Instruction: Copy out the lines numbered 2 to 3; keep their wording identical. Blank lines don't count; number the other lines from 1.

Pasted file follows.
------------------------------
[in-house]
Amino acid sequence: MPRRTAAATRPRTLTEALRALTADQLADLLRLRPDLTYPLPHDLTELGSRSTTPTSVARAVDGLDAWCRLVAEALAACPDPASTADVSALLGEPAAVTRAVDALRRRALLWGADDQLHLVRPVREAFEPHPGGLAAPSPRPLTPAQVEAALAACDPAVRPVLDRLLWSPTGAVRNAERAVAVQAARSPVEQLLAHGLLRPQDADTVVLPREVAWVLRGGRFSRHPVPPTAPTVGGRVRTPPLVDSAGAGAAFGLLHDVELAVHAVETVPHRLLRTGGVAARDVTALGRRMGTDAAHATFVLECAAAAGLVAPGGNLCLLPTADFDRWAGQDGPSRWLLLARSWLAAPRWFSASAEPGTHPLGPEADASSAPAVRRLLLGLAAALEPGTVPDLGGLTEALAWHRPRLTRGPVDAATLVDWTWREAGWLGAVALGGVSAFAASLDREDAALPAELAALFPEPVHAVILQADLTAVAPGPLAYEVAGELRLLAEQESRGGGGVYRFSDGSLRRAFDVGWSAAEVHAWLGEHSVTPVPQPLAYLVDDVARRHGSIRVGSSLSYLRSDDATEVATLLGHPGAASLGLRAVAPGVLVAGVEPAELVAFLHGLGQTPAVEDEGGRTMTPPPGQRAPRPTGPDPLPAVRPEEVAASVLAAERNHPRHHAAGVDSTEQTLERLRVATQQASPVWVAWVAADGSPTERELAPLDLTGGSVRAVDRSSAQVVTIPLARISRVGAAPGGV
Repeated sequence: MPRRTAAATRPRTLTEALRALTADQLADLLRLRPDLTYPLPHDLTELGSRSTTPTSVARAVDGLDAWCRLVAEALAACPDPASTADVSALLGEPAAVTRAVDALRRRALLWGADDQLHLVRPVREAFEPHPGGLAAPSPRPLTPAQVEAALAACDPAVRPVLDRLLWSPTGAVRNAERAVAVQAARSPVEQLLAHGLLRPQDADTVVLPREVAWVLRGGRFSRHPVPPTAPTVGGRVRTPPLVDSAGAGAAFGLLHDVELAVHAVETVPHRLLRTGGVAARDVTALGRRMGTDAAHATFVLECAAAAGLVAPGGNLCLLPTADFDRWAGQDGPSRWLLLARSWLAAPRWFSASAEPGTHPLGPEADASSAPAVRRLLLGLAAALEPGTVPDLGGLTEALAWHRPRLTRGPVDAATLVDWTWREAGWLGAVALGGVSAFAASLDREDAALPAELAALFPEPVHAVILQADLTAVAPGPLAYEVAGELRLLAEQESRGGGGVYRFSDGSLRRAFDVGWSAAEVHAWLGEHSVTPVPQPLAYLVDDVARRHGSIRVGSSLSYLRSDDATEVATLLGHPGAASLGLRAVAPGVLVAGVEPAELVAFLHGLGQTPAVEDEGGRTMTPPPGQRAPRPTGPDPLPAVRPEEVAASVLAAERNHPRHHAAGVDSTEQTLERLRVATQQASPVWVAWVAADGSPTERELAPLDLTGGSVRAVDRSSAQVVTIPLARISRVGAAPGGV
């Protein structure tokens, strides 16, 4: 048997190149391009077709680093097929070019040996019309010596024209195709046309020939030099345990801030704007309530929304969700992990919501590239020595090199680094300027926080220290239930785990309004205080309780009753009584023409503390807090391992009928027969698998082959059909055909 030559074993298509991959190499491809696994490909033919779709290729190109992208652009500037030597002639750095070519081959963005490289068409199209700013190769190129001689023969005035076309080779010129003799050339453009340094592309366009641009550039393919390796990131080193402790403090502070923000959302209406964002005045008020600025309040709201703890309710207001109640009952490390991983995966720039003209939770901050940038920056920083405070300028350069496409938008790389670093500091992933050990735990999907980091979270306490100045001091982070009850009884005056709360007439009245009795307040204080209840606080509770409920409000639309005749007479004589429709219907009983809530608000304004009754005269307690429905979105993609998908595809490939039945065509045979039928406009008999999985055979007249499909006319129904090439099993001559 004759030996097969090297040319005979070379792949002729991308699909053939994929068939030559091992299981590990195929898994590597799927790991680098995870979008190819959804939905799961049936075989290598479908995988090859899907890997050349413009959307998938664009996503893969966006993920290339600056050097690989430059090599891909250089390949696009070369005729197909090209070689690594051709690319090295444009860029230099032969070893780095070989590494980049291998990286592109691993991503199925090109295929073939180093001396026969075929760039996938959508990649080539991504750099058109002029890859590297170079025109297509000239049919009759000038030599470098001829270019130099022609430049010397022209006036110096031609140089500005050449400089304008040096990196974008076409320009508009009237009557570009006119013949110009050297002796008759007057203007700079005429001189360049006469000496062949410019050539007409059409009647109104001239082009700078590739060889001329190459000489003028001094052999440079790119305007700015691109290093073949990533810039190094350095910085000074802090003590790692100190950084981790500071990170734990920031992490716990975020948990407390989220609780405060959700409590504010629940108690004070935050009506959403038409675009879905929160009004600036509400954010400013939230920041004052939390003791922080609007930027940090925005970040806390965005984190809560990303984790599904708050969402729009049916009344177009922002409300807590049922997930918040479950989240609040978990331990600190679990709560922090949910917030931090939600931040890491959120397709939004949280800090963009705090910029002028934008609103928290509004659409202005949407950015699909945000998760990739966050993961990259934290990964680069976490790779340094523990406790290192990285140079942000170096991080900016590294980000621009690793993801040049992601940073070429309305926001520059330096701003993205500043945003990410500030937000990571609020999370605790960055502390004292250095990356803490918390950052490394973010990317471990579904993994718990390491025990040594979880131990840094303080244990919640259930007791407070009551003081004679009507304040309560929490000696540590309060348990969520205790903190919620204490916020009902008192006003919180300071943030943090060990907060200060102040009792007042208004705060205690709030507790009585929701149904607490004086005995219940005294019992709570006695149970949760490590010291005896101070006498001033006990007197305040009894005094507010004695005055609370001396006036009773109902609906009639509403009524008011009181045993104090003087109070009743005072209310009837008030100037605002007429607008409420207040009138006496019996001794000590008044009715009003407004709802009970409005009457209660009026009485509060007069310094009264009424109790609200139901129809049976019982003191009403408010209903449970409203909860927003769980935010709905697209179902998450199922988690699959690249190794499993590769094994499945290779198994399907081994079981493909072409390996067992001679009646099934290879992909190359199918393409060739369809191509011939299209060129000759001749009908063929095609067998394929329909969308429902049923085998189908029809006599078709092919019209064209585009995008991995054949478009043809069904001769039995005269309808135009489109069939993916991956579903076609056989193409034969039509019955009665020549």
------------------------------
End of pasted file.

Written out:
Amino acid sequence: MPRRTAAATRPRTLTEALRALTADQLADLLRLRPDLTYPLPHDLTELGSRSTTPTSVARAVDGLDAWCRLVAEALAACPDPASTADVSALLGEPAAVTRAVDALRRRALLWGADDQLHLVRPVREAFEPHPGGLAAPSPRPLTPAQVEAALAACDPAVRPVLDRLLWSPTGAVRNAERAVAVQAARSPVEQLLAHGLLRPQDADTVVLPREVAWVLRGGRFSRHPVPPTAPTVGGRVRTPPLVDSAGAGAAFGLLHDVELAVHAVETVPHRLLRTGGVAARDVTALGRRMGTDAAHATFVLECAAAAGLVAPGGNLCLLPTADFDRWAGQDGPSRWLLLARSWLAAPRWFSASAEPGTHPLGPEADASSAPAVRRLLLGLAAALEPGTVPDLGGLTEALAWHRPRLTRGPVDAATLVDWTWREAGWLGAVALGGVSAFAASLDREDAALPAELAALFPEPVHAVILQADLTAVAPGPLAYEVAGELRLLAEQESRGGGGVYRFSDGSLRRAFDVGWSAAEVHAWLGEHSVTPVPQPLAYLVDDVARRHGSIRVGSSLSYLRSDDATEVATLLGHPGAASLGLRAVAPGVLVAGVEPAELVAFLHGLGQTPAVEDEGGRTMTPPPGQRAPRPTGPDPLPAVRPEEVAASVLAAERNHPRHHAAGVDSTEQTLERLRVATQQASPVWVAWVAADGSPTERELAPLDLTGGSVRAVDRSSAQVVTIPLARISRVGAAPGGV
Repeated sequence: MPRRTAAATRPRTLTEALRALTADQLADLLRLRPDLTYPLPHDLTELGSRSTTPTSVARAVDGLDAWCRLVAEALAACPDPASTADVSALLGEPAAVTRAVDALRRRALLWGADDQLHLVRPVREAFEPHPGGLAAPSPRPLTPAQVEAALAACDPAVRPVLDRLLWSPTGAVRNAERAVAVQAARSPVEQLLAHGLLRPQDADTVVLPREVAWVLRGGRFSRHPVPPTAPTVGGRVRTPPLVDSAGAGAAFGLLHDVELAVHAVETVPHRLLRTGGVAARDVTALGRRMGTDAAHATFVLECAAAAGLVAPGGNLCLLPTADFDRWAGQDGPSRWLLLARSWLAAPRWFSASAEPGTHPLGPEADASSAPAVRRLLLGLAAALEPGTVPDLGGLTEALAWHRPRLTRGPVDAATLVDWTWREAGWLGAVALGGVSAFAASLDREDAALPAELAALFPEPVHAVILQADLTAVAPGPLAYEVAGELRLLAEQESRGGGGVYRFSDGSLRRAFDVGWSAAEVHAWLGEHSVTPVPQPLAYLVDDVARRHGSIRVGSSLSYLRSDDATEVATLLGHPGAASLGLRAVAPGVLVAGVEPAELVAFLHGLGQTPAVEDEGGRTMTPPPGQRAPRPTGPDPLPAVRPEEVAASVLAAERNHPRHHAAGVDSTEQTLERLRVATQQASPVWVAWVAADGSPTERELAPLDLTGGSVRAVDRSSAQVVTIPLARISRVGAAPGGV